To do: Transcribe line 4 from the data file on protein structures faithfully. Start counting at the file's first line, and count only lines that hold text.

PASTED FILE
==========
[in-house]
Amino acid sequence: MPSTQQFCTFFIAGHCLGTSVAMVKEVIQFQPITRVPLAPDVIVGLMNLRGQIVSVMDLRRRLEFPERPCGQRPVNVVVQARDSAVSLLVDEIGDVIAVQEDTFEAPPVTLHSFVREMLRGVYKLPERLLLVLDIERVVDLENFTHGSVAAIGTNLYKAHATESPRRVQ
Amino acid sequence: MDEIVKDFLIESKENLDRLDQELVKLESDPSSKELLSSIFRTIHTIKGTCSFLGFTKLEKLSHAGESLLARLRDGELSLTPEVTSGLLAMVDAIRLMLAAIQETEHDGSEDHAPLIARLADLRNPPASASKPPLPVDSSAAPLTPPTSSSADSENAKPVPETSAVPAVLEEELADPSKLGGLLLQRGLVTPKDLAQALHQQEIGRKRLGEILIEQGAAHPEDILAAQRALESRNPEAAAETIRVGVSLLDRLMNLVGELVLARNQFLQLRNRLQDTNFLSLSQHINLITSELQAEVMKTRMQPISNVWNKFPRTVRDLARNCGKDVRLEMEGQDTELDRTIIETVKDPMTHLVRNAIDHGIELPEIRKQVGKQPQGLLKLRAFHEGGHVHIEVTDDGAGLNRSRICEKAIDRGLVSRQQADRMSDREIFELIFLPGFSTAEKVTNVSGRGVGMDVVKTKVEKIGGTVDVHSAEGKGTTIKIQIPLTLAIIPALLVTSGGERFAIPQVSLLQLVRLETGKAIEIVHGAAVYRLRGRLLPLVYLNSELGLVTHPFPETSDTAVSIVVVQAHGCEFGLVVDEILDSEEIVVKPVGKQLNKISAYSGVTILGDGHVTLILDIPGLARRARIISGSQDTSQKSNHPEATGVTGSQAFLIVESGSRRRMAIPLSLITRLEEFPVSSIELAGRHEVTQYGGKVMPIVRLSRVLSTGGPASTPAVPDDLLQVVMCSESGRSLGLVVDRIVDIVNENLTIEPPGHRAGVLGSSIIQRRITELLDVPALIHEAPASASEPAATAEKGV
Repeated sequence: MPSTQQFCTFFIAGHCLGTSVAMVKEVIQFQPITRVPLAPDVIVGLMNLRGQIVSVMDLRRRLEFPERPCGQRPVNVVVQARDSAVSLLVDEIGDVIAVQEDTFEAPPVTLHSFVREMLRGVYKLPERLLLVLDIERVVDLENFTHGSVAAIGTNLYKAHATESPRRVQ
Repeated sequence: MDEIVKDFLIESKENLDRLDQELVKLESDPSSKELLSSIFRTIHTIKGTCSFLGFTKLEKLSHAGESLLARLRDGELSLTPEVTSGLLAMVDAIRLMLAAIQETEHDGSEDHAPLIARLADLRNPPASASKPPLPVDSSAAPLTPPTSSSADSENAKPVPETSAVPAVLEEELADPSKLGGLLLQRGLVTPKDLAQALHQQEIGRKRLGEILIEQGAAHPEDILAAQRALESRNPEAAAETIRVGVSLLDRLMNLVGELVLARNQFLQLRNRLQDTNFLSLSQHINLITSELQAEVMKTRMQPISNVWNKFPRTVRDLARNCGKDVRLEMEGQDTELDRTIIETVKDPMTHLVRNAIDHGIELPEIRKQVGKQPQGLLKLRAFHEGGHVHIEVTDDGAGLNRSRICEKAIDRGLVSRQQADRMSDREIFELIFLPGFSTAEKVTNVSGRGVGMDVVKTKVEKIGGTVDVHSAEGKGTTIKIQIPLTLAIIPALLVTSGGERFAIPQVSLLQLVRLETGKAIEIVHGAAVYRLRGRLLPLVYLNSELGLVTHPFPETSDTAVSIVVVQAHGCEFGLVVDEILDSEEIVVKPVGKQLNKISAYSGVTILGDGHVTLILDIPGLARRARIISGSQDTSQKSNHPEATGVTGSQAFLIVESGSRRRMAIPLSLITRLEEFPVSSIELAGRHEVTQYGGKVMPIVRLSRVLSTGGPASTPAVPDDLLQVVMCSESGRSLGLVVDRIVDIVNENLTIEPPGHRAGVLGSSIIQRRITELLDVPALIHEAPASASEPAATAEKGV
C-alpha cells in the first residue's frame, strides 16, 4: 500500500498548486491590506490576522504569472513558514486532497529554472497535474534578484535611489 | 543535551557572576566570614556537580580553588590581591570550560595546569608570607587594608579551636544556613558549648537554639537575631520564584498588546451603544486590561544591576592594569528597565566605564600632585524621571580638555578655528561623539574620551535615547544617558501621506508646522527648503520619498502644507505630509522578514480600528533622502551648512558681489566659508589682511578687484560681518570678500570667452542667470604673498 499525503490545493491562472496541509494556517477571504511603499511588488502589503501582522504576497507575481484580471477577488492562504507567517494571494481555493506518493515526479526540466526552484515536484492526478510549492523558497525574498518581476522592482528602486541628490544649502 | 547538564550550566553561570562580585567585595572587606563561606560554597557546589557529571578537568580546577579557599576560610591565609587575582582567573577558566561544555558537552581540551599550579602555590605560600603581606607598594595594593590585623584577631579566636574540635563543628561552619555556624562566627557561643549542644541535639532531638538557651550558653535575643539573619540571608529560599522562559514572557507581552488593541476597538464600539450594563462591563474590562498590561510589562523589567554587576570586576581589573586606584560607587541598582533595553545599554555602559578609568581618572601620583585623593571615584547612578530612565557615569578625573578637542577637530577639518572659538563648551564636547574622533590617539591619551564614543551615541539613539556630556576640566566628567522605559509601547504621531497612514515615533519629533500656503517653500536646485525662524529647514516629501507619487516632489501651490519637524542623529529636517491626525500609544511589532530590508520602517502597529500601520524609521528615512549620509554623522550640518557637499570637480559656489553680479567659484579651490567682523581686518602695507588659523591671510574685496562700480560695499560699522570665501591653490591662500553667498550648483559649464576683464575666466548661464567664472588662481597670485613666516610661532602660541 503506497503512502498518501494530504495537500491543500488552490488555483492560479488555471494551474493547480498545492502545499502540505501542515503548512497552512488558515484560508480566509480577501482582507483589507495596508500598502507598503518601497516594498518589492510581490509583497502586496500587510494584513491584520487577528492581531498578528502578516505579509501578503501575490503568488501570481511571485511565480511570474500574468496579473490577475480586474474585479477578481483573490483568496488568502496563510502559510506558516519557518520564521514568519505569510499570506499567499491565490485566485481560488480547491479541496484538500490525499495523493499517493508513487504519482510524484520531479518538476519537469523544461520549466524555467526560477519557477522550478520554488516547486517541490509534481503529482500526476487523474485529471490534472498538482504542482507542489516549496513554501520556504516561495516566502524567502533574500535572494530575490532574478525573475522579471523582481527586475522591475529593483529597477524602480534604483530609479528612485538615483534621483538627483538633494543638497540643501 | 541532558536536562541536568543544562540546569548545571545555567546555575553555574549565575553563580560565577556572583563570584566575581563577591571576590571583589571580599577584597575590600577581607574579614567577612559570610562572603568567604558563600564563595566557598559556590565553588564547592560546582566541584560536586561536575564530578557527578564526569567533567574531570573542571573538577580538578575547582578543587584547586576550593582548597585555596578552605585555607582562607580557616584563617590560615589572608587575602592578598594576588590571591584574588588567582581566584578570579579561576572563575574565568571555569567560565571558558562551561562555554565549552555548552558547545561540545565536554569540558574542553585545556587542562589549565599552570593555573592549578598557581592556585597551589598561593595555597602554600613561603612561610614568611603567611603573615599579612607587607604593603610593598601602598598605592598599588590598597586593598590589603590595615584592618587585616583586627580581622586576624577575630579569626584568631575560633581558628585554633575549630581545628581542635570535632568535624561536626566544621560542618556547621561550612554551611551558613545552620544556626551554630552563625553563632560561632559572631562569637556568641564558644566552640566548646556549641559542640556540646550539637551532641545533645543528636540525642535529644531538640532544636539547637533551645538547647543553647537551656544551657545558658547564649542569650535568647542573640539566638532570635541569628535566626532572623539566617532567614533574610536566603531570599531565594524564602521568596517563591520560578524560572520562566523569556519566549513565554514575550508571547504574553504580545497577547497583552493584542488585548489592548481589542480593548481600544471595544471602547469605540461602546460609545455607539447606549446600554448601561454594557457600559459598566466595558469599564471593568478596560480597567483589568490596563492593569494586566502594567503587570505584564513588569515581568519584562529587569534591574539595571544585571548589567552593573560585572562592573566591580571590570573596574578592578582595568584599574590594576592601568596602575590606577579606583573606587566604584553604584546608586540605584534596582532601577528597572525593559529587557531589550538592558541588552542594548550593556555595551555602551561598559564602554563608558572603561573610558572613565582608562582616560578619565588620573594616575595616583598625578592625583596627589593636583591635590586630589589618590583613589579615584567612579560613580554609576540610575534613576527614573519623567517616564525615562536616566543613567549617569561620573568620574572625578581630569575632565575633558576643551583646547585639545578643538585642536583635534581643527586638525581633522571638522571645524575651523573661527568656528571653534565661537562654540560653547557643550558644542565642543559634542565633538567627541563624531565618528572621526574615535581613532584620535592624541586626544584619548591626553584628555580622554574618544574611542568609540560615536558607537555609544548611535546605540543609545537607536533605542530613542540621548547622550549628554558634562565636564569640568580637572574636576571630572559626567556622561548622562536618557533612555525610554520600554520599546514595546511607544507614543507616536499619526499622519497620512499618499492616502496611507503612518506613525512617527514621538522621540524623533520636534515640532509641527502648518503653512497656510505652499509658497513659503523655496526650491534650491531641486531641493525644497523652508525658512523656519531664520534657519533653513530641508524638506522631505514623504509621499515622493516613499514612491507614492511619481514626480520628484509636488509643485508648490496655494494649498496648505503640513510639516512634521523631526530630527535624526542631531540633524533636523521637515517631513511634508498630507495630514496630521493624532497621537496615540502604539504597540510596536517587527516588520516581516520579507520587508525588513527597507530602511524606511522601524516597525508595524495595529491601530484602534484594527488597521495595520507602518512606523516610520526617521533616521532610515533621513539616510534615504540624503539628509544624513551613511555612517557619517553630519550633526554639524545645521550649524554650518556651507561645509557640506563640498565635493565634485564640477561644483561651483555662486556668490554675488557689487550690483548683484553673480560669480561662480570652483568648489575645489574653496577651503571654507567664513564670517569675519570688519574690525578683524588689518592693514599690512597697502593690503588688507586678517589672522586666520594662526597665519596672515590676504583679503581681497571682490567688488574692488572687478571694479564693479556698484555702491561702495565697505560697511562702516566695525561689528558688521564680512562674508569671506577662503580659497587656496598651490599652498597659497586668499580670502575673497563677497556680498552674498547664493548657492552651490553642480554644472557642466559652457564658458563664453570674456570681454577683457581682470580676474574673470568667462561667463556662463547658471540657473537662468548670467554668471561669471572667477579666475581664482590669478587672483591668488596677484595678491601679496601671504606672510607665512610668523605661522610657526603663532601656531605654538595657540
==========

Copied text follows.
Repeated sequence: MPSTQQFCTFFIAGHCLGTSVAMVKEVIQFQPITRVPLAPDVIVGLMNLRGQIVSVMDLRRRLEFPERPCGQRPVNVVVQARDSAVSLLVDEIGDVIAVQEDTFEAPPVTLHSFVREMLRGVYKLPERLLLVLDIERVVDLENFTHGSVAAIGTNLYKAHATESPRRVQ